Johnson & Johnson will stop selling talc-based baby powder globally


Johnson & Johnson will stop selling its talc-based baby powder globally and replace the product with its existing cornstarch-based version starting next year, the consumer products giant announced Thursday.

The move comes later thousands of lawsuits of women in recent years who have claimed to have used the powder have given them either ovarian cancer or mesothelioma, a cancer that strikes the lungs and other organs. The company insists, and medical research on talc also indicates, that the baby powder is safe and does not cause cancer.

Johnson & Johnson decided to withdraw the product due to “misleading publicity about talc litigation that has caused global confusion and unfounded concern,” a company spokeswoman said.

The New Jersey company said demand for its talcum powder has declined, which also prompted the switch. Company officials said the move will simplify Johnson & Johnson’s product selection and respond to changing global trends.

Johnson & Johnson stopped selling its talc-based baby powder in the United States and Canada in 2020.

Last summer, a group of Black women complained against Johnson & Johnson, claiming the company marketed its baby powder to black women for decades despite knowing it contained ingredients that can cause ovarian cancer. This lawsuit – from the National Council of Black Women – comes about three years after a Missouri court ordered Johnson & Johnson to pay $4.7 billion in damages to women in a similar case. This amount was later reduced to $2.1 billion.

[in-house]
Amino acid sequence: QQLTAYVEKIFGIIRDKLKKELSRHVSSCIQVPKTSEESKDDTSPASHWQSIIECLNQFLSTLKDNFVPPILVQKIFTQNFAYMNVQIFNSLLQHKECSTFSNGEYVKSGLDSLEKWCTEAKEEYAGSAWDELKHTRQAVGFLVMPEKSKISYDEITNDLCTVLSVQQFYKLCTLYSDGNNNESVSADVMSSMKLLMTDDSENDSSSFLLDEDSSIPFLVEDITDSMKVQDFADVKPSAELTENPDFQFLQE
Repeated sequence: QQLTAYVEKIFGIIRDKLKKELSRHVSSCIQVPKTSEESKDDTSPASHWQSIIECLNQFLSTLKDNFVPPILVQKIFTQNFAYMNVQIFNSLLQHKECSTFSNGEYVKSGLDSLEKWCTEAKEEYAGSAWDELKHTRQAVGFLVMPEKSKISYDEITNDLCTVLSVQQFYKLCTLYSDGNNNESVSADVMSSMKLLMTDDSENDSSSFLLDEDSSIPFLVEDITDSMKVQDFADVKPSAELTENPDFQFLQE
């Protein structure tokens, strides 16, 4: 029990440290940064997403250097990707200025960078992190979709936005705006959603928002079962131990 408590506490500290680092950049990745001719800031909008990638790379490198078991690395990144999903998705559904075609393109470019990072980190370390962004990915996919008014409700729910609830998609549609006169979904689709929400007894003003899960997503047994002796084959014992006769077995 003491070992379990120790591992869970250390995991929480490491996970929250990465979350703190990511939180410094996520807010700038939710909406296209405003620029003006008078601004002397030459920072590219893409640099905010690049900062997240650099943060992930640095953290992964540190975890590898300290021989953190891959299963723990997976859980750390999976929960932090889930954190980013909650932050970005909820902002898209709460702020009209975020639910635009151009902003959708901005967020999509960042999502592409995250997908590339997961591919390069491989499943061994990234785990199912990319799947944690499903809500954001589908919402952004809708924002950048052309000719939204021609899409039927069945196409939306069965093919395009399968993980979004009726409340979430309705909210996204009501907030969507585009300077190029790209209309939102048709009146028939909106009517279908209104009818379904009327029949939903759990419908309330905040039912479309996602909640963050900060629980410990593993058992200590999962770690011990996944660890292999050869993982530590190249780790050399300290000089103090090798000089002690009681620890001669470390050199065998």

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Talc is a mineral similar in structure to asbestos, which is known to cause cancer, and they are sometimes mined from the same mines.

In 2020, the company recalled 33,000 bottles of baby powder after FDA regulators found a small amount of asbestos in a bottle purchased online. Later that year, Johnson & Johnson said that 15 tests from the same vial of baby powder carried out by two laboratories engaged by the company did not find any asbestos.

A US government analysis of 250,000 women, the largest study of its kind to look at the issue, found no strong evidence linking baby powder to ovarian cancer, although the author principal of the analysis described the results as “highly ambiguous”.

Last fall, the company created a spin-off subsidiary named LTL Management to handle all of its talc claims. LTL Management subsequently filed for Chapter 11 bankruptcy. in a move that some say was intended to delay the settlements of the various lawsuits. Johnson & Johnson said it has paid about $2 billion into a trust fund set up to pay claims the bankruptcy court determines it owes.

Johnson & Johnson also said last fall it would spin its consumer health business – which sold baby powder, Band-Aid plasters and other products – into a separate, publicly traded company. The part of the business that sells prescription drugs and medical devices will retain the J&J name.

Johnson & Johnson shares fell nearly 1% early Friday morning, to around $165 apiece. Still, the stock has performed better than the Dow Jones Industrial Average, of which J&J is a member, for most of this year.

The Associated Press contributed to this report.


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